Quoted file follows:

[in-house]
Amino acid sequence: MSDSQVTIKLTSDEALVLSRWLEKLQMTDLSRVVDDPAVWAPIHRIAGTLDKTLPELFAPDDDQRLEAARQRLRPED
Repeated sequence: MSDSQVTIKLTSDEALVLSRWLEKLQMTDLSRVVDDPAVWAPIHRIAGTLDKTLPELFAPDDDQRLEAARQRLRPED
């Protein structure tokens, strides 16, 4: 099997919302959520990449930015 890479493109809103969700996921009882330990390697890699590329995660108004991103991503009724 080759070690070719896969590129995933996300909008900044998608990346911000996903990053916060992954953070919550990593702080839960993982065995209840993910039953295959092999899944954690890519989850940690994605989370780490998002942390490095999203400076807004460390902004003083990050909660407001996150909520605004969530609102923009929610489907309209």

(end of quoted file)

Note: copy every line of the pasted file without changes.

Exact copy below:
[in-house]
Amino acid sequence: MSDSQVTIKLTSDEALVLSRWLEKLQMTDLSRVVDDPAVWAPIHRIAGTLDKTLPELFAPDDDQRLEAARQRLRPED
Repeated sequence: MSDSQVTIKLTSDEALVLSRWLEKLQMTDLSRVVDDPAVWAPIHRIAGTLDKTLPELFAPDDDQRLEAARQRLRPED
């Protein structure tokens, strides 16, 4: 099997919302959520990449930015 890479493109809103969700996921009882330990390697890699590329995660108004991103991503009724 080759070690070719896969590129995933996300909008900044998608990346911000996903990053916060992954953070919550990593702080839960993982065995209840993910039953295959092999899944954690890519989850940690994605989370780490998002942390490095999203400076807004460390902004003083990050909660407001996150909520605004969530609102923009929610489907309209």